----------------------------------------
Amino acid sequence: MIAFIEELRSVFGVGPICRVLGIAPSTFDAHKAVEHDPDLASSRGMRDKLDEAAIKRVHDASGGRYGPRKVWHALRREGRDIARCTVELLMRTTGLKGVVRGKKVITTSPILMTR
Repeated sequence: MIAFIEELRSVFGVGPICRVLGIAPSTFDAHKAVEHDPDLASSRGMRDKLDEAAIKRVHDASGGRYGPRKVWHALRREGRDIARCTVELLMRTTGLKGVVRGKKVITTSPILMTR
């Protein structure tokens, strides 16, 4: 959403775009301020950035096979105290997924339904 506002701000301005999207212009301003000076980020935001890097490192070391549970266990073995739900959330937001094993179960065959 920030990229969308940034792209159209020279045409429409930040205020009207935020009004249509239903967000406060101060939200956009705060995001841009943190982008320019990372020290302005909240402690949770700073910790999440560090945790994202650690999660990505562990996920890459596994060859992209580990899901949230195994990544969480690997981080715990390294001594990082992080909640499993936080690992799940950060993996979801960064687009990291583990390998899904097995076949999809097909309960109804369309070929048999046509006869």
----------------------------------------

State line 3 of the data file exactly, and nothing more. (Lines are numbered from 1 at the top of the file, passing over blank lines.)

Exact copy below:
């Protein structure tokens, strides 16, 4: 959403775009301020950035096979105290997924339904 506002701000301005999207212009301003000076980020935001890097490192070391549970266990073995739900959330937001094993179960065959 920030990229969308940034792209159209020279045409429409930040205020009207935020009004249509239903967000406060101060939200956009705060995001841009943190982008320019990372020290302005909240402690949770700073910790999440560090945790994202650690999660990505562990996920890459596994060859992209580990899901949230195994990544969480690997981080715990390294001594990082992080909640499993936080690992799940950060993996979801960064687009990291583990390998899904097995076949999809097909309960109804369309070929048999046509006869």